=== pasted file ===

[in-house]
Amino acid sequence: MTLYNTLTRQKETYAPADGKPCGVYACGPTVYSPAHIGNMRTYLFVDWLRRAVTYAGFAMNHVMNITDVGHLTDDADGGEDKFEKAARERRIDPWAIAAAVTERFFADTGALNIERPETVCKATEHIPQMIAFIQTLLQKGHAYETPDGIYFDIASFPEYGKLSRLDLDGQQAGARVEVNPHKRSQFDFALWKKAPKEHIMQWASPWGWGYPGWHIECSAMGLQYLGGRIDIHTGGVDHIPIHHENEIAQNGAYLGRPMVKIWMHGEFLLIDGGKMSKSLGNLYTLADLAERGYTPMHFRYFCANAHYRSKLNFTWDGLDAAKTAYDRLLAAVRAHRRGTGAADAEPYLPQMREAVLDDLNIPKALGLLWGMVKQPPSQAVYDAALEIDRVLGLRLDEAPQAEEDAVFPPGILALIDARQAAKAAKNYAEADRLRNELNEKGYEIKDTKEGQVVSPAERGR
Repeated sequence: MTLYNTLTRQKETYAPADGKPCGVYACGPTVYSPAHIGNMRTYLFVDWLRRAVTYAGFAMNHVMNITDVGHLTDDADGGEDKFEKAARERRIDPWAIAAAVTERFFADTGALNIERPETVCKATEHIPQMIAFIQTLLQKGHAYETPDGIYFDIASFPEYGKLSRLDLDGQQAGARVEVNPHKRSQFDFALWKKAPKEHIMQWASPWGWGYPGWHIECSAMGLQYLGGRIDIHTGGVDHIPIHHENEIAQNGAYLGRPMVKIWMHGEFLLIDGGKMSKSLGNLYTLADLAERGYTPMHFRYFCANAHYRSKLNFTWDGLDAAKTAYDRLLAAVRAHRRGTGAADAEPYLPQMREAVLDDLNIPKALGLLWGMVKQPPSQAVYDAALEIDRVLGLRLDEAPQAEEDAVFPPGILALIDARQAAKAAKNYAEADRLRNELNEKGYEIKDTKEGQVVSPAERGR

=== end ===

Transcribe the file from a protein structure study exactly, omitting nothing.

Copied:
[in-house]
Amino acid sequence: MTLYNTLTRQKETYAPADGKPCGVYACGPTVYSPAHIGNMRTYLFVDWLRRAVTYAGFAMNHVMNITDVGHLTDDADGGEDKFEKAARERRIDPWAIAAAVTERFFADTGALNIERPETVCKATEHIPQMIAFIQTLLQKGHAYETPDGIYFDIASFPEYGKLSRLDLDGQQAGARVEVNPHKRSQFDFALWKKAPKEHIMQWASPWGWGYPGWHIECSAMGLQYLGGRIDIHTGGVDHIPIHHENEIAQNGAYLGRPMVKIWMHGEFLLIDGGKMSKSLGNLYTLADLAERGYTPMHFRYFCANAHYRSKLNFTWDGLDAAKTAYDRLLAAVRAHRRGTGAADAEPYLPQMREAVLDDLNIPKALGLLWGMVKQPPSQAVYDAALEIDRVLGLRLDEAPQAEEDAVFPPGILALIDARQAAKAAKNYAEADRLRNELNEKGYEIKDTKEGQVVSPAERGR
Repeated sequence: MTLYNTLTRQKETYAPADGKPCGVYACGPTVYSPAHIGNMRTYLFVDWLRRAVTYAGFAMNHVMNITDVGHLTDDADGGEDKFEKAARERRIDPWAIAAAVTERFFADTGALNIERPETVCKATEHIPQMIAFIQTLLQKGHAYETPDGIYFDIASFPEYGKLSRLDLDGQQAGARVEVNPHKRSQFDFALWKKAPKEHIMQWASPWGWGYPGWHIECSAMGLQYLGGRIDIHTGGVDHIPIHHENEIAQNGAYLGRPMVKIWMHGEFLLIDGGKMSKSLGNLYTLADLAERGYTPMHFRYFCANAHYRSKLNFTWDGLDAAKTAYDRLLAAVRAHRRGTGAADAEPYLPQMREAVLDDLNIPKALGLLWGMVKQPPSQAVYDAALEIDRVLGLRLDEAPQAEEDAVFPPGILALIDARQAAKAAKNYAEADRLRNELNEKGYEIKDTKEGQVVSPAERGR